Dave Gorman’s PowerPoint Presentation

Melbourne Comedy Festival – April 11, 2012

Dave Gorman tries hard. In fact, he tries very hard. No, Dave Gorman actually tries too damn hard. Prowling the stage while spewing a scatter-gun monologue about inane aspects of contemporary culture, he tries his best to connect with an audience that numbers, by his own estimation, approximately 500. The majority of the assembled throng appears mildly engaged by Dave’s Shtick, but I sense that he’s somehow missed the mark, and his struggle to win them over occasionally becomes visible through hairline cracks that threaten to mar his well-rehearsed routine — a teeth-clenching smile here, an involuntary grimace there.

Dave’s PowerPoint Presentation comprises of a series of vaguely amusing anecdotes about misinformation and misunderstandings in the age of the Internet. He does a good line in self-deprecating humour, and does his best to present himself as an affable, all-round nice guy. The PowerPoint conceit, however, is thin, and only occasionally enhances his material. Early in the proceedings he points out that he’s ‘punching above his weight’ in his love life — Dave, you see, is a fairly ordinary looking chap, but he’s managed to convince a fairly attractive women to marry him. He charts this physiognomic disparity on a graph, which parodies the style of corporate presentations. He uses PowerPoint as an old-fashioned slide projector with the capacity for creating animations and transitions. There’s nothing inherently wrong with this approach, but his observations about mobile phone advertising, and his routine about being regularly mistaken for Jewish are a little too twee to add up to anything approaching more than mild diversion.

But, boy, does Dave Gorman work hard. He pulls out all stops to make sure the audience’s attention doesn’t wander. He makes sustained eye contact with the audience, and even tells someone to stop taking photographs. Another hapless spectator is admonished for looking at his mobile phone (‘how rude,’ observes Dave). His act sounds as though it’s been committed to memory. Dave doesn’t miss a beat. The patter flows without pause, or discernible blunders. This is a very theatrical performance — it’s tightly rehearsed, and delivered with impeccable modulation. Maybe Dave Gorman is just a very, very articulate chap. Unfortunately, he comes over as a slightly pompous, disingenuous, middle-of-the road comic whose observational humour can’t evoke deep belly laughs. The best comedians, in my view, either have buckets load of attitude coupled with funny but profound insights into life’s absurdities, or they just look so dorky that you can’t help laughing out loud (take a bow Jim Parsons). Dave just doesn’t do it for me, and I’ve seen more compelling and entertaining PowerPoint presentations in my time.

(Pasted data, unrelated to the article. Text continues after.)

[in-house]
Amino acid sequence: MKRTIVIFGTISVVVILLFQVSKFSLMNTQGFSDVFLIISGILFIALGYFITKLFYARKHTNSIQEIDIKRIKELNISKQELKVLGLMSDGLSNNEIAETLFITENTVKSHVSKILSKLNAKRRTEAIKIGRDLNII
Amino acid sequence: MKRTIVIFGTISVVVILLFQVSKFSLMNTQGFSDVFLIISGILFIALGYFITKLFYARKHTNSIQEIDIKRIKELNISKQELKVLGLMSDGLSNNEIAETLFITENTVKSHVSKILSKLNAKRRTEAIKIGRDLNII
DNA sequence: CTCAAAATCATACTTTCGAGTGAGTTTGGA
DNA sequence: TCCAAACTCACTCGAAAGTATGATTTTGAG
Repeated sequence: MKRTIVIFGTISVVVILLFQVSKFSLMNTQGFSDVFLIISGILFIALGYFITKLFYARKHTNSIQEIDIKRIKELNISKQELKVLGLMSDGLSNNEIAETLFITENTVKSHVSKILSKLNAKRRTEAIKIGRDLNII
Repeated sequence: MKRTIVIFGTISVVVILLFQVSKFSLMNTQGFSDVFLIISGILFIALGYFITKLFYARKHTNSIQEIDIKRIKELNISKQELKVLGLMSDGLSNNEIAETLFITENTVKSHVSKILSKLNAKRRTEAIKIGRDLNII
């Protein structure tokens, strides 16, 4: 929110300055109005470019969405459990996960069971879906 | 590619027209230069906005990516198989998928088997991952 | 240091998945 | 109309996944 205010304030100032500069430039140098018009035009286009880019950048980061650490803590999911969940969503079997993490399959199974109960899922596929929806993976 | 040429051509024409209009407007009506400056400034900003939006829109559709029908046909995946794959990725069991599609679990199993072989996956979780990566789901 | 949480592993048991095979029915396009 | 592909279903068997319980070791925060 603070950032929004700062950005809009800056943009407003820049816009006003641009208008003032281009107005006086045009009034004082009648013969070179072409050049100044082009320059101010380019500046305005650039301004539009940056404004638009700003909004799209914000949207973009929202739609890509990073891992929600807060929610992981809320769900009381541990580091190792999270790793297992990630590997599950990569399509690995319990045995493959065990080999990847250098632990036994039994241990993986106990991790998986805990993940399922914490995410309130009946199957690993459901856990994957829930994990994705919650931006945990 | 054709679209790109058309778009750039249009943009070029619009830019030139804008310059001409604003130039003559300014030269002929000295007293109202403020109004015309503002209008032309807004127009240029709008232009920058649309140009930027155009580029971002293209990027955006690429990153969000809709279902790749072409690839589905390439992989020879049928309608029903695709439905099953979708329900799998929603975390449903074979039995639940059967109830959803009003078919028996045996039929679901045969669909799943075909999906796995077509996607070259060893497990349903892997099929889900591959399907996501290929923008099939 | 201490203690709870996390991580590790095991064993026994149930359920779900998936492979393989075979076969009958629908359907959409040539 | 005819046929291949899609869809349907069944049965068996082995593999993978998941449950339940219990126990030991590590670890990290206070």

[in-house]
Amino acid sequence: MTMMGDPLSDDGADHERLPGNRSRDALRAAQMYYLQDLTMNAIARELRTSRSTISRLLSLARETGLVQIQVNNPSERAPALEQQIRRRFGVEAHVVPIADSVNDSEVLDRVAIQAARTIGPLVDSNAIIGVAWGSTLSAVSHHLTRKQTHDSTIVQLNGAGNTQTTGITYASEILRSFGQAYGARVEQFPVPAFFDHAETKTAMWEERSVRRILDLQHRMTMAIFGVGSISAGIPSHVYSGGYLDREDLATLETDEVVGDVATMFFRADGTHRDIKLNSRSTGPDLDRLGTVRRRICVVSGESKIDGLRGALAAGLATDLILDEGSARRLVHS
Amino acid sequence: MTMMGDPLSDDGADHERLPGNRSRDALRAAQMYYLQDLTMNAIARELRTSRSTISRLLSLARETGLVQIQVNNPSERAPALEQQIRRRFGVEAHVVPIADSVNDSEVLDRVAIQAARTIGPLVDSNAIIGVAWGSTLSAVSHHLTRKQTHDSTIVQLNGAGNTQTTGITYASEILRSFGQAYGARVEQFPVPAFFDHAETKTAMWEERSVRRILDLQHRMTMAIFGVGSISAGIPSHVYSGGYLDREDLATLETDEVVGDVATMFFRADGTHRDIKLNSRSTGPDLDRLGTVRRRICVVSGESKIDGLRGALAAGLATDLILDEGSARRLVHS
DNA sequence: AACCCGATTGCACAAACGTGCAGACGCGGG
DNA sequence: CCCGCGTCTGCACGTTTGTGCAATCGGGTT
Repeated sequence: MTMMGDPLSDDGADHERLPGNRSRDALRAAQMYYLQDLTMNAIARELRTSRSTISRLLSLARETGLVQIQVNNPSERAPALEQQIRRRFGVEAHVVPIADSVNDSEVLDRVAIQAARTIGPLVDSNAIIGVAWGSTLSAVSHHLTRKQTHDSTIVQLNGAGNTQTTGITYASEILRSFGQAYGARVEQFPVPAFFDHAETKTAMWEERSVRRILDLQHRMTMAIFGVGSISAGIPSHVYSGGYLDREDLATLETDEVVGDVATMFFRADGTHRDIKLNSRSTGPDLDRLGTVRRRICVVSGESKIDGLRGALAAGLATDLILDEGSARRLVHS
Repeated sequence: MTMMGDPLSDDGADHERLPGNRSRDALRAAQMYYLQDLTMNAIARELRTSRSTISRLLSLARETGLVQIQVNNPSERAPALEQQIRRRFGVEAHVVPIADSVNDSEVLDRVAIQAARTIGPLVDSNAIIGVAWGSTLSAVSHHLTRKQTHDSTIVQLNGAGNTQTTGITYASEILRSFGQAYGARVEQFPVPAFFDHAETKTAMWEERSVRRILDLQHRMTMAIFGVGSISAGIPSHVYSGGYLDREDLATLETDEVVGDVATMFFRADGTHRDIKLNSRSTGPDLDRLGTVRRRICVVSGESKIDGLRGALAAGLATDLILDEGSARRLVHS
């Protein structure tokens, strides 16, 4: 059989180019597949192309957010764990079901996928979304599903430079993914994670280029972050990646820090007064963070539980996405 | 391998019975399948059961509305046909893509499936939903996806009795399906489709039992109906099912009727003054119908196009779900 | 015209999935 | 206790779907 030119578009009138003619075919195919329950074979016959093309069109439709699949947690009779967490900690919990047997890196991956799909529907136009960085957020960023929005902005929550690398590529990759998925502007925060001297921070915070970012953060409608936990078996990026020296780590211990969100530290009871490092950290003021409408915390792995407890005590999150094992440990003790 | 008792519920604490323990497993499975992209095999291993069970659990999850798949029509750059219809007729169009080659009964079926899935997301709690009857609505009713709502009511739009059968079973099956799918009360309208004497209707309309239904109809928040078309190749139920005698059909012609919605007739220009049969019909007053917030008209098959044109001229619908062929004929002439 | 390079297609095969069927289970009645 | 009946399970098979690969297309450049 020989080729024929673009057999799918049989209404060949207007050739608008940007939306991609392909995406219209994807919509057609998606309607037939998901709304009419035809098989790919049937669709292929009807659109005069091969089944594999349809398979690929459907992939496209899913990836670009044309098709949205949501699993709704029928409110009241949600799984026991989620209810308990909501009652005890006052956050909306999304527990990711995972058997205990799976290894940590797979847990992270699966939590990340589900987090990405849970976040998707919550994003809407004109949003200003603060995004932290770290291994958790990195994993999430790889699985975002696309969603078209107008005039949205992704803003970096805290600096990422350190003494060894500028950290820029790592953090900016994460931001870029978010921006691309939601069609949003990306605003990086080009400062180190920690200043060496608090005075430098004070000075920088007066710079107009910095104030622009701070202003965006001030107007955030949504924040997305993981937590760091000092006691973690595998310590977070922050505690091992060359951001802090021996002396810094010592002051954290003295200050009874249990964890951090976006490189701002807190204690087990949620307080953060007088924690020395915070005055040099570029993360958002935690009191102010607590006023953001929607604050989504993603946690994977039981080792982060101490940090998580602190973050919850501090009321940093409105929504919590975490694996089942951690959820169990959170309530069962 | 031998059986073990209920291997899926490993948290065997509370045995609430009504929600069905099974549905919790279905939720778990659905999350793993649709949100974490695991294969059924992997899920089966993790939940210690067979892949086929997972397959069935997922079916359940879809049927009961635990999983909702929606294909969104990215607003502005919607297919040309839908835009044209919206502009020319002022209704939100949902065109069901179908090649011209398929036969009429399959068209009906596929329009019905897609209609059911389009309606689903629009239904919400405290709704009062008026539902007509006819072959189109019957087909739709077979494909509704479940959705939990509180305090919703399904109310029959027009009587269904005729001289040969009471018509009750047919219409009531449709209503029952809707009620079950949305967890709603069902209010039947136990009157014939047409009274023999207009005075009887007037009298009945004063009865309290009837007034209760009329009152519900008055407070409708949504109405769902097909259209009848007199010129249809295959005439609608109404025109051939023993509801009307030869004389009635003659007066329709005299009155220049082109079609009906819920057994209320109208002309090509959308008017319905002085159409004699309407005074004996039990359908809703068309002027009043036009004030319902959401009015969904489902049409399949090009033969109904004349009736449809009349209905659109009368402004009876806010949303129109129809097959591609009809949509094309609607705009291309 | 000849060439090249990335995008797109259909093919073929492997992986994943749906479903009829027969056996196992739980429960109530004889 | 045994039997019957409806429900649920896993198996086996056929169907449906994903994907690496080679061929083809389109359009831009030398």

So, this is shit I don’t like.


Click below for a different view


Crikey Review


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